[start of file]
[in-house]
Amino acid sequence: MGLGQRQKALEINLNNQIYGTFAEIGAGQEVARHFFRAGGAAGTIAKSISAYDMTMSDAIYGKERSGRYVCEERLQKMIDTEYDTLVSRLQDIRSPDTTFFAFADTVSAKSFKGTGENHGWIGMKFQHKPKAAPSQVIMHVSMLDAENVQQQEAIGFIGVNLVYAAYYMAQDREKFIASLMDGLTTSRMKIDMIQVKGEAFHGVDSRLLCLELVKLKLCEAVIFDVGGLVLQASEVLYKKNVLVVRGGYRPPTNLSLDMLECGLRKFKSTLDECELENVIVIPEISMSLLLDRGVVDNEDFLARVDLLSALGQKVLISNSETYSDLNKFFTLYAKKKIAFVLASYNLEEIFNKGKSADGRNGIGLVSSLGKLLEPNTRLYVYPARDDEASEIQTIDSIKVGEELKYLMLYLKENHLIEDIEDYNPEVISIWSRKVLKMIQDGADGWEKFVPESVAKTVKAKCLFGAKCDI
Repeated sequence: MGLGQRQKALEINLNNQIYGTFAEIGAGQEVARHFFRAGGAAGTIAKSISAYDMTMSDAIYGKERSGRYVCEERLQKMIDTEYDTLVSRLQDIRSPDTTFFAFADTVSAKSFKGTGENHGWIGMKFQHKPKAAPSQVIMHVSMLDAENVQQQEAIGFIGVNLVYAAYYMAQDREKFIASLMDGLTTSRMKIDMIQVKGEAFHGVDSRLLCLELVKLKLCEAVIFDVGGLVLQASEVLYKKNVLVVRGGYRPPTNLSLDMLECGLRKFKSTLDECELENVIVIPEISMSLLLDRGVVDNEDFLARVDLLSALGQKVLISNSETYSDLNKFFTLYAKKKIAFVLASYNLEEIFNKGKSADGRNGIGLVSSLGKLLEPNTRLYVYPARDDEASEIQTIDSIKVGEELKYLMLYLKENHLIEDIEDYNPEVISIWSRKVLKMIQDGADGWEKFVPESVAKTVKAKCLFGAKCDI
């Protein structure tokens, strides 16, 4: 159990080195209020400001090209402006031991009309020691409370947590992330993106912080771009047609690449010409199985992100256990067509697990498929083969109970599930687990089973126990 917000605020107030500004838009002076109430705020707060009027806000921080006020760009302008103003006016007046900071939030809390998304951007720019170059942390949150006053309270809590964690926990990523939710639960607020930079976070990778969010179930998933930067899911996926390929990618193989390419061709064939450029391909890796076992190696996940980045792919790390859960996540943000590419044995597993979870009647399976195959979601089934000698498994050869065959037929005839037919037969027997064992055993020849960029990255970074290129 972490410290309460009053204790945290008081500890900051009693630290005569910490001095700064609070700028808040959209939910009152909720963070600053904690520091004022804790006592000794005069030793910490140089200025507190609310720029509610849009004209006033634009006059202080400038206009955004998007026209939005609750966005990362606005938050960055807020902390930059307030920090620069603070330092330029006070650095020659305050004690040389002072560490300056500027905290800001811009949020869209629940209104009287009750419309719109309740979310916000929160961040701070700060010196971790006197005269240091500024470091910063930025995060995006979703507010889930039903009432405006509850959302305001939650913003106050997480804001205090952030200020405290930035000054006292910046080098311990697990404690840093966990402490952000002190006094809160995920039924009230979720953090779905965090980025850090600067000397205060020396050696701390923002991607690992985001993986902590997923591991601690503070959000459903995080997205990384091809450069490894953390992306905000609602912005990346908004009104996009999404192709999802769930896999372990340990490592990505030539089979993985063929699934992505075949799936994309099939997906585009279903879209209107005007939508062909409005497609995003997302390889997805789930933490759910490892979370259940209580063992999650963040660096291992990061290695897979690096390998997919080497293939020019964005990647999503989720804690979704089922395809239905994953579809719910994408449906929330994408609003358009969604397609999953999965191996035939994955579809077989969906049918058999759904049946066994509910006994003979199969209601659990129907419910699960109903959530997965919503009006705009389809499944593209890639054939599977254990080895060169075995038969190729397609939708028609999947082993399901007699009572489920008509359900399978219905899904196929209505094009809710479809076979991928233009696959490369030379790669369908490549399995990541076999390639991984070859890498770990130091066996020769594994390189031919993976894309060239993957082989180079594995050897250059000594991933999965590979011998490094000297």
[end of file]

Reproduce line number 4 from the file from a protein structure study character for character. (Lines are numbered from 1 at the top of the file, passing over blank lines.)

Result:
């Protein structure tokens, strides 16, 4: 159990080195209020400001090209402006031991009309020691409370947590992330993106912080771009047609690449010409199985992100256990067509697990498929083969109970599930687990089973126990 917000605020107030500004838009002076109430705020707060009027806000921080006020760009302008103003006016007046900071939030809390998304951007720019170059942390949150006053309270809590964690926990990523939710639960607020930079976070990778969010179930998933930067899911996926390929990618193989390419061709064939450029391909890796076992190696996940980045792919790390859960996540943000590419044995597993979870009647399976195959979601089934000698498994050869065959037929005839037919037969027997064992055993020849960029990255970074290129 972490410290309460009053204790945290008081500890900051009693630290005569910490001095700064609070700028808040959209939910009152909720963070600053904690520091004022804790006592000794005069030793910490140089200025507190609310720029509610849009004209006033634009006059202080400038206009955004998007026209939005609750966005990362606005938050960055807020902390930059307030920090620069603070330092330029006070650095020659305050004690040389002072560490300056500027905290800001811009949020869209629940209104009287009750419309719109309740979310916000929160961040701070700060010196971790006197005269240091500024470091910063930025995060995006979703507010889930039903009432405006509850959302305001939650913003106050997480804001205090952030200020405290930035000054006292910046080098311990697990404690840093966990402490952000002190006094809160995920039924009230979720953090779905965090980025850090600067000397205060020396050696701390923002991607690992985001993986902590997923591991601690503070959000459903995080997205990384091809450069490894953390992306905000609602912005990346908004009104996009999404192709999802769930896999372990340990490592990505030539089979993985063929699934992505075949799936994309099939997906585009279903879209209107005007939508062909409005497609995003997302390889997805789930933490759910490892979370259940209580063992999650963040660096291992990061290695897979690096390998997919080497293939020019964005990647999503989720804690979704089922395809239905994953579809719910994408449906929330994408609003358009969604397609999953999965191996035939994955579809077989969906049918058999759904049946066994509910006994003979199969209601659990129907419910699960109903959530997965919503009006705009389809499944593209890639054939599977254990080895060169075995038969190729397609939708028609999947082993399901007699009572489920008509359900399978219905899904196929209505094009809710479809076979991928233009696959490369030379790669369908490549399995990541076999390639991984070859890498770990130091066996020769594994390189031919993976894309060239993957082989180079594995050897250059000594991933999965590979011998490094000297």